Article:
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Paramilitary Groups Cross-border Incursions from Ukraine in Belgorod Region

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Written by Valentina Ruaro

Edited by Michele Puggia

Supervised by Mariana Fagotti

On the 22nd of May, there was a two-day incursion in the Western Russian borderlands led by two paramilitary groups in opposition to the Russian regime, namely the Liberty of Russia Legion (LSR) and the Russian Volunteer Corps (RDK), whose aim is to dismantle Putin’s government and claims (BBC, 2023). The two legions were set up during Russia’s full-scale invasion of Ukraine. They attracted Russian volunteer fighters willing to fight against their own country alongside Ukraine and topple Putin’s regime (EURACTIV, 2023). The two groups differ from one another. However, each group is characterised by supremacist and extremist fighters. For example, Denis Kapustin is the RDK’s leader, a Russian nationalist, and his group openly states its willingness to establish a mono-ethnic Russian state (Watts, 2023).

Armed clashes characterised the incursion. Nonetheless, no casualties among the civilian population were registered (Il Post). White Rex, the leader of the LSR, said his group managed to seize “some weapons”, including armoured personnel carriers, and take prisoners during the operation before leaving the Russian territory after twenty-four hours. Additionally, he stated that only two fighters had been injured, denying the claims by the Russian military about heavy casualties inflicted on the saboteurs (Reuters, 2023). In response, the authorities mobilised the army and enacted measures granting “special powers” to restrict communications and people’s movement. However, these measures have already been lifted (BBC, 2023).

Ukraine deliberately denied its raid involvement (BBC, 2023). Russia describes RDK and the LSR as Ukrainian militants, while Kyiv says they come from two anti-Kremlin paramilitaries, casting it as a homegrown, internal Russian strife. The two groups, however, are not military-independent forces but cooperate and are controlled by Ukrainian intelligence and are part of its strategy to defeat Putin. The strategy includes drone attacks, targeted killings, and incursions in Russia and Crimea (controlled by Russia since 2014), giving Kyiv an advantage over Russia and pushing back the enemy (Reuters, 2023).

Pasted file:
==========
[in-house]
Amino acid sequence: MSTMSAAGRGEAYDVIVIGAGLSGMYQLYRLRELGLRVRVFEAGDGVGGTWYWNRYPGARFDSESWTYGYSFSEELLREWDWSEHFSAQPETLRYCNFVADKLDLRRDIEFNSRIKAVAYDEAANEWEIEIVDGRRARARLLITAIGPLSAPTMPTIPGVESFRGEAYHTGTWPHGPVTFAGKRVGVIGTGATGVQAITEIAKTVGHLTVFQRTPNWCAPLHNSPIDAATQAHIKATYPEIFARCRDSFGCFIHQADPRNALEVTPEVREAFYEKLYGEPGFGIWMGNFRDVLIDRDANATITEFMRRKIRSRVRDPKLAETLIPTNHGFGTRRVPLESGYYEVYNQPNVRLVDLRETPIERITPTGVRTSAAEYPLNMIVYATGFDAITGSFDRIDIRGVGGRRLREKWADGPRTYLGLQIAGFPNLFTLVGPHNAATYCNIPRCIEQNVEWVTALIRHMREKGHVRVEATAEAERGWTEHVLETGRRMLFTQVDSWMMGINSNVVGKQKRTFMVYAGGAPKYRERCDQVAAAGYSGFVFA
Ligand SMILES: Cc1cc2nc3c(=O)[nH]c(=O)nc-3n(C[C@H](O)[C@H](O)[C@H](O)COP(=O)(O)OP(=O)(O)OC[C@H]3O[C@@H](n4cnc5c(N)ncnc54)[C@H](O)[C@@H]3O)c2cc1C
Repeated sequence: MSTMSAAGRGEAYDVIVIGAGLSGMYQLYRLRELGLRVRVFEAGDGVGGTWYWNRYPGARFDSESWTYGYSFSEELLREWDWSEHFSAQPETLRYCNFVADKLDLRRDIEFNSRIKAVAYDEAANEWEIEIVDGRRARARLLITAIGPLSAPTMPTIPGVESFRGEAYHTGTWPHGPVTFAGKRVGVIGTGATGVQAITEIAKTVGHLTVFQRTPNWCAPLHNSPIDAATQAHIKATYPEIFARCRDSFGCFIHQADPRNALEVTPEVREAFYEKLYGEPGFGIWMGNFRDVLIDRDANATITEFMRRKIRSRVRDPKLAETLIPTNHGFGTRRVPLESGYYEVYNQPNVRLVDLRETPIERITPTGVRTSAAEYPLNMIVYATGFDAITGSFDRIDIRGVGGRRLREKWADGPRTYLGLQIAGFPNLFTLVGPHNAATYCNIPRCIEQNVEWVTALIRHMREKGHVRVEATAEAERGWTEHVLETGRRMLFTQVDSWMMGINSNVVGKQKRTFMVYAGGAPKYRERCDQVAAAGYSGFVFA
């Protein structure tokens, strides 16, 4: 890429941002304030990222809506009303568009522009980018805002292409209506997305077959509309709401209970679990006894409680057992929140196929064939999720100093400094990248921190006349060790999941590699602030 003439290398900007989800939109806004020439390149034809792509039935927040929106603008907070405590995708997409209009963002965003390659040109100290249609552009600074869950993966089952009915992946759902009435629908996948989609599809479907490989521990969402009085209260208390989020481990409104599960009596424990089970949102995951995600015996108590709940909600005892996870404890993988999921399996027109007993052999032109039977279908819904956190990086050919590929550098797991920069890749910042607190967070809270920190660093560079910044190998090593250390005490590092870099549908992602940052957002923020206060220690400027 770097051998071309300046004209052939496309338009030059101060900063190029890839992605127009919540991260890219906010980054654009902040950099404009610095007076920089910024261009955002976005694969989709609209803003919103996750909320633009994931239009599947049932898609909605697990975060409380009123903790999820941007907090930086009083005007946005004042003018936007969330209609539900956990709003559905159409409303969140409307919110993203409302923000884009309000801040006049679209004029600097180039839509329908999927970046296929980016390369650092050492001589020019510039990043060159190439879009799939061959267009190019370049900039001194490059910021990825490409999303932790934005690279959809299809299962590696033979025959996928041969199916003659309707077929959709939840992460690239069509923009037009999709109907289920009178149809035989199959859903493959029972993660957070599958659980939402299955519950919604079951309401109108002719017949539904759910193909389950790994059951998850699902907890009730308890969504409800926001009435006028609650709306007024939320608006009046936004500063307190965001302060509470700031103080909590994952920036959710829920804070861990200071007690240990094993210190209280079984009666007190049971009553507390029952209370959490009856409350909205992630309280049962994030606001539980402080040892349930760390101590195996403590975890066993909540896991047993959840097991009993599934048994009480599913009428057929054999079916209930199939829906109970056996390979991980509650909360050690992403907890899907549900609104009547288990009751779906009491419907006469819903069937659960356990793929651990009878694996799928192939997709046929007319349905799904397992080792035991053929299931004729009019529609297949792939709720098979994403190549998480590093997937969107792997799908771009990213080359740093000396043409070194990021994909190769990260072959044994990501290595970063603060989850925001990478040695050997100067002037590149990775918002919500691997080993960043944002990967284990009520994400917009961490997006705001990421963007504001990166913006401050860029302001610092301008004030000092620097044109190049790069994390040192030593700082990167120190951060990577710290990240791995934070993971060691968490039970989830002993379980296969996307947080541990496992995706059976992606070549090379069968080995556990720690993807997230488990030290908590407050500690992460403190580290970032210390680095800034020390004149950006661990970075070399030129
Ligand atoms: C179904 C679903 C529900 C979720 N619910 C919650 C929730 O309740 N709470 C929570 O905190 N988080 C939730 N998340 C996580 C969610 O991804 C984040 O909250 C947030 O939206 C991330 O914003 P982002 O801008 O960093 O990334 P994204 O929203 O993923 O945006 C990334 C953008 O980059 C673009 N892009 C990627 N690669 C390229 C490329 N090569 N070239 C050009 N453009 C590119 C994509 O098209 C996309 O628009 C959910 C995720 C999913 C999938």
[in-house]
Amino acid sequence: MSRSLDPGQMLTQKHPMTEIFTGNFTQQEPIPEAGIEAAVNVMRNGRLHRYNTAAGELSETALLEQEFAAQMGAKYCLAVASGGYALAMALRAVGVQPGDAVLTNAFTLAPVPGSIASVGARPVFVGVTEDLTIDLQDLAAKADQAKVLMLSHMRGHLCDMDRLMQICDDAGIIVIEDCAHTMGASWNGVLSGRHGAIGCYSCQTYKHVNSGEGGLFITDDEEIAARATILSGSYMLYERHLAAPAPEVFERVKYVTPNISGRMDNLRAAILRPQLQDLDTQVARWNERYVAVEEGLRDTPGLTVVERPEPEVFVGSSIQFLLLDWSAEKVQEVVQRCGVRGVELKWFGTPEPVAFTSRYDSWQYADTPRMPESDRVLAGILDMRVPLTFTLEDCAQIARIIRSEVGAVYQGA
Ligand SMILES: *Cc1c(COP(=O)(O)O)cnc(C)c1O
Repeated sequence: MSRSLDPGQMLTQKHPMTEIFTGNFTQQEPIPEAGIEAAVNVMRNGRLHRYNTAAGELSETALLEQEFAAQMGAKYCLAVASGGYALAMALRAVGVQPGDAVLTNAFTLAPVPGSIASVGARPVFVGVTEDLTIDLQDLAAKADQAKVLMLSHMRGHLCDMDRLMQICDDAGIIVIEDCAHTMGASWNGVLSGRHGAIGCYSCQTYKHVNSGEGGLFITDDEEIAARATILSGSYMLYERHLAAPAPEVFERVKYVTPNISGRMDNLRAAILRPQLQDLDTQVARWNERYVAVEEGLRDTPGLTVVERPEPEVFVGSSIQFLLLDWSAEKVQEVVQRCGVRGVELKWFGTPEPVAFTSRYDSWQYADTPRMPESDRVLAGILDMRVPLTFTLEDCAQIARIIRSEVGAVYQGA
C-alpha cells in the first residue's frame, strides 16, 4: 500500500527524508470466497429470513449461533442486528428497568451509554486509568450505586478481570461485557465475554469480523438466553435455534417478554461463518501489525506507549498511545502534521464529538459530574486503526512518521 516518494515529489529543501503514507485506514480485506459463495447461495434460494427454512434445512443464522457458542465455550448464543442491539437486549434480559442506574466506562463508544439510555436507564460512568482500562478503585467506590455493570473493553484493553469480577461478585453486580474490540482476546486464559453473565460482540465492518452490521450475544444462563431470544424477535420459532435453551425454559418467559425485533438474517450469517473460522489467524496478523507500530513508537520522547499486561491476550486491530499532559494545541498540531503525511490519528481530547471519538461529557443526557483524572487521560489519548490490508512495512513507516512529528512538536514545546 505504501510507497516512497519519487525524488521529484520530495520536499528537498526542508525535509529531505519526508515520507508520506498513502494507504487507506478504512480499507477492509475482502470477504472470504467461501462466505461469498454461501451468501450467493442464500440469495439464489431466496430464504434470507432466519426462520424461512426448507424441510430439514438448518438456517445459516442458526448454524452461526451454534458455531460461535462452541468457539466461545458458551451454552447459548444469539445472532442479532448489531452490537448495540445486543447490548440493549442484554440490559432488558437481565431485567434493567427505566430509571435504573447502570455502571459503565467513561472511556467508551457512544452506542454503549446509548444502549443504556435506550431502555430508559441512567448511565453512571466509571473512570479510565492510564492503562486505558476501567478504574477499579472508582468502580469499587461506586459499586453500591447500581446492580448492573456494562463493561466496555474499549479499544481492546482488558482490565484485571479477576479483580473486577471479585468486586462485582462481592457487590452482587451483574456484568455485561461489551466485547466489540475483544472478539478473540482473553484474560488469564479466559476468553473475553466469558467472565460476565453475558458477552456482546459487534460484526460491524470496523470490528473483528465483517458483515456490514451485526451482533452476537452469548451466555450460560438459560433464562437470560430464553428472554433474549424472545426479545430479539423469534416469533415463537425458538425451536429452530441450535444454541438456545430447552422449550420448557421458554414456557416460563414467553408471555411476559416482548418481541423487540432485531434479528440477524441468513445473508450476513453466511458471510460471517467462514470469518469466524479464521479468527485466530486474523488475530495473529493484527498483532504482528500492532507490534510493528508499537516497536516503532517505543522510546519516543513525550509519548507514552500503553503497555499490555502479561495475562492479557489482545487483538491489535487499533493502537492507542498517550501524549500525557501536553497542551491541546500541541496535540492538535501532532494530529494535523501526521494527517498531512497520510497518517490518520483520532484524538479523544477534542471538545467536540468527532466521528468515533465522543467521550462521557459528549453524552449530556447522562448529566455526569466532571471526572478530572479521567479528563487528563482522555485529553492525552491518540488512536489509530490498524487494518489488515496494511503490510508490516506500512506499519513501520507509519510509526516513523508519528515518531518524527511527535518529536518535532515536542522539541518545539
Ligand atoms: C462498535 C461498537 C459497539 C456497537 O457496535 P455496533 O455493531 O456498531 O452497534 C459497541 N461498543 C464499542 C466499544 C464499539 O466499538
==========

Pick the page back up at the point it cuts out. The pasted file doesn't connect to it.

Finally, the outcomes of the raid carry both symbolic and material significance. Symbolically, the raid aims to boost morale in Ukraine and put Putin at a disadvantage in the ongoing war while giving Ukraine the initiative. It demonstrates the perceived weakness in the Russian defence and seeks to instil panic among Russian citizens. The paramilitary groups have deliberately chosen terminology in defining their operation that directly echoes Putin’s language in his conduct of the war in Ukraine. For instance, the Freedom of Russia Legion referred to its operation as a “peace-keeping mission,” mirroring Putin’s description of his peacekeeping operations in Donbas (Watts, 2023). Regarding material gains, the raid enables the fighters to seize Russian weaponry. And additionally it forces Putin to redirect troops from the Ukrainian front to protect their homeland, leading to a possible weakening of Putin’s position in Ukraine (EURACTIV, 2023).


BBC (2023, 25 May). Belgorod: Russian paramilitary group vows more incursions. BBC.

EURACTIV (2023, 24 May). Cross-border Incursions from Ukraine Take a Stab at Russian Defences. EURACTIV.

Reuters (2023, 22 May). Ukrainian Military Intelligence: Russian Groups Behind Incursion. Reuters.

Watts M. (2023, 25 May). Paramilitary Group Behind Raid from Ukraine into Russia Vows More Incursions. Evening Standard.